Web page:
scala> def someFunction(nBooks: Int, nAuthors: Int) = s"$nAuthors authors wrote $nBooks books."
def someFunction(nBooks: Int, nAuthors: Int): String

scala> someFunction(authors.length, books.length) // mistake!
val res1: String = 5 authors wrote 3 books.

Pause to note that while there is obviously information about how to call this function correctly in the definition of its parameter names, the compiler is no help at all detecting this error. As developers we learn to be careful about this sort of thing, but anyone who has been in the business long enough has seen a bug like this make its way into production.

The problem extends into the realm of i/o. Writing these values as raw integers gives neither us nor the compiler a way to prevent either writing or reading values in the wrong order.

scala> val data = (books.length, authors.length).toConfig
val data: com.typesafe.config.ConfigValue = SimpleConfigList([5,3])

scala> val (nAuthors, nBooks) = data.toOrThrow[(Int, Int)]  // switched!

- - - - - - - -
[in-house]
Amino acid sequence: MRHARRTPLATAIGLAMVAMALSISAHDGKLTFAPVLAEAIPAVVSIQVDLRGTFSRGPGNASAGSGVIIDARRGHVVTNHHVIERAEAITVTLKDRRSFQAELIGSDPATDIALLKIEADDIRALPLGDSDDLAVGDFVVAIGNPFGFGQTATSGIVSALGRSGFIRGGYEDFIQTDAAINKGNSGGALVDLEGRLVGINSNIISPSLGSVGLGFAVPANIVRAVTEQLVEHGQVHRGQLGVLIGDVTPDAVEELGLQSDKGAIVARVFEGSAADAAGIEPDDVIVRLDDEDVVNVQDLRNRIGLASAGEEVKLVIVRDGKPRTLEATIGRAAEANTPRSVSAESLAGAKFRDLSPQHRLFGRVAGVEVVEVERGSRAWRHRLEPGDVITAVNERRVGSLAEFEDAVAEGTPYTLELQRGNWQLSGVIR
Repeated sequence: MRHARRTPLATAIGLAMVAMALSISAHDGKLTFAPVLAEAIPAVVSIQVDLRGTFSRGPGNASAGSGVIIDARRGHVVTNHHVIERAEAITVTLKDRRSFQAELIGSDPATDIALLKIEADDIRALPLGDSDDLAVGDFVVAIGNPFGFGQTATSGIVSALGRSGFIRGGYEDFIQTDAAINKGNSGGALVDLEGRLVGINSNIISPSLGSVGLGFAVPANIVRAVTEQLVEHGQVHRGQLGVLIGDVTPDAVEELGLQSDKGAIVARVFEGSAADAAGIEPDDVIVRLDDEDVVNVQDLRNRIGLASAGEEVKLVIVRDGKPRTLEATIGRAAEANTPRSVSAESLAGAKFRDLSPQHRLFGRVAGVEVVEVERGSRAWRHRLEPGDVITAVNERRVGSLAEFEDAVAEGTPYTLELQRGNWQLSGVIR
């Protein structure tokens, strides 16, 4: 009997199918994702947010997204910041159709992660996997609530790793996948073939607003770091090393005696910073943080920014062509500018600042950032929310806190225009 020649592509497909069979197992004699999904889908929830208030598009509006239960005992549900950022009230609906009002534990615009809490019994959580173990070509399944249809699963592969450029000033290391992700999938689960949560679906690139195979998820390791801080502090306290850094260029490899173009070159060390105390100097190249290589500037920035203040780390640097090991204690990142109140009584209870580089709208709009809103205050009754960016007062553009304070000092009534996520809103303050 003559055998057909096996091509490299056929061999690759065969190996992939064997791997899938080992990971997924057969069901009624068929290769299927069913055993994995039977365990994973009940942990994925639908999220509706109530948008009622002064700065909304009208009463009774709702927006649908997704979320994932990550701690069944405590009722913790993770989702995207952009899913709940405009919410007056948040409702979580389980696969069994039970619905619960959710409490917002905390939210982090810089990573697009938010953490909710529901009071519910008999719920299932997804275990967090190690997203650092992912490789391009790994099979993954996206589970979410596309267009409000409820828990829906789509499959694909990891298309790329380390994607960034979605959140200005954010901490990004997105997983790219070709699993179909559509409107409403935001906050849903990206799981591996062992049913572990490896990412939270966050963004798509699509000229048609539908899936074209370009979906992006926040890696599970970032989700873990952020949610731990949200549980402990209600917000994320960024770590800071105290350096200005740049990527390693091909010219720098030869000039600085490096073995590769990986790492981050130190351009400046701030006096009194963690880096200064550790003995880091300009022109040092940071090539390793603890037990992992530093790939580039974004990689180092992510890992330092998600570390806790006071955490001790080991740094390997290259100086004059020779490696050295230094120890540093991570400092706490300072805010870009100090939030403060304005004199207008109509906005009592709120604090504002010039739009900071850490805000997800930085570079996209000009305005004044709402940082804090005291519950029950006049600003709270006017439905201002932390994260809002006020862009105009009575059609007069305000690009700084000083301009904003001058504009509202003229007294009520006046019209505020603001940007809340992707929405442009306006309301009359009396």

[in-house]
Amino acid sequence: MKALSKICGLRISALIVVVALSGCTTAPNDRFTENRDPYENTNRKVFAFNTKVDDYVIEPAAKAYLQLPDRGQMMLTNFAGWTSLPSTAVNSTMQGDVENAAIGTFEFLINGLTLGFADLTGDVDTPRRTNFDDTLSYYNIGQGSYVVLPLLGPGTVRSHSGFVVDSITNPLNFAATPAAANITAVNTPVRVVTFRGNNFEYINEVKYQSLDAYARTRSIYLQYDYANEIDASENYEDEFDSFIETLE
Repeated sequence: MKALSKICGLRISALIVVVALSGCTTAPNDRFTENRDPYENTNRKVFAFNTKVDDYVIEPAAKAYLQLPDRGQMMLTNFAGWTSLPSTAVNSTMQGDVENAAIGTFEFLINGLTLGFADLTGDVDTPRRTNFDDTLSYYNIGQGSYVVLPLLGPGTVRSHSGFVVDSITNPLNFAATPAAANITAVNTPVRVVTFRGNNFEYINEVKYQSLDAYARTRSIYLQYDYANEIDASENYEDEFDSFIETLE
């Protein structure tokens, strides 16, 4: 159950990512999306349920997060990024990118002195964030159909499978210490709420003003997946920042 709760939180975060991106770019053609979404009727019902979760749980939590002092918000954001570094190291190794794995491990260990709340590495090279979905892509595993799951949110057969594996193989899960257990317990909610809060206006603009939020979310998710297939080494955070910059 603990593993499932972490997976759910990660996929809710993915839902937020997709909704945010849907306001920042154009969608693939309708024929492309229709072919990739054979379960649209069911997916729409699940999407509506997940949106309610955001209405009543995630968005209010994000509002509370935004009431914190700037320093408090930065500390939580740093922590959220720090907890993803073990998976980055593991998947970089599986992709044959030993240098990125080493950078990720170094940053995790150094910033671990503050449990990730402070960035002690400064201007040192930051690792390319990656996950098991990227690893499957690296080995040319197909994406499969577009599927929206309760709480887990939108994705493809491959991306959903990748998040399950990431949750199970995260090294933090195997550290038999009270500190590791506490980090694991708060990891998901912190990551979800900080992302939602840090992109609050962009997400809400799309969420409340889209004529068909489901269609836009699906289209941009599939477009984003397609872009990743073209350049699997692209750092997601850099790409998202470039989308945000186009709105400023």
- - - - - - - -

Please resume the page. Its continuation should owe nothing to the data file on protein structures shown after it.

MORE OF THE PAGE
val nAuthors: Int = 5
val nBooks: Int = 3

But what are we really counting, with length? In the case of the collection books, we’re counting objects of type Book. In the case of authors, we’re counting objects of type Author. In other words the Int value returned by length has an implied unit, and that unit is the data type of the collection!

Imagine a world where length returned not just an integer, but an integer annotated with a unit that is the data type associated with the collection. Here’s an example of what that might look like, using coulomb Quantity to associate values with units:

scala> implicit class UnitLengthSyntax[A](seq: Seq[A]) {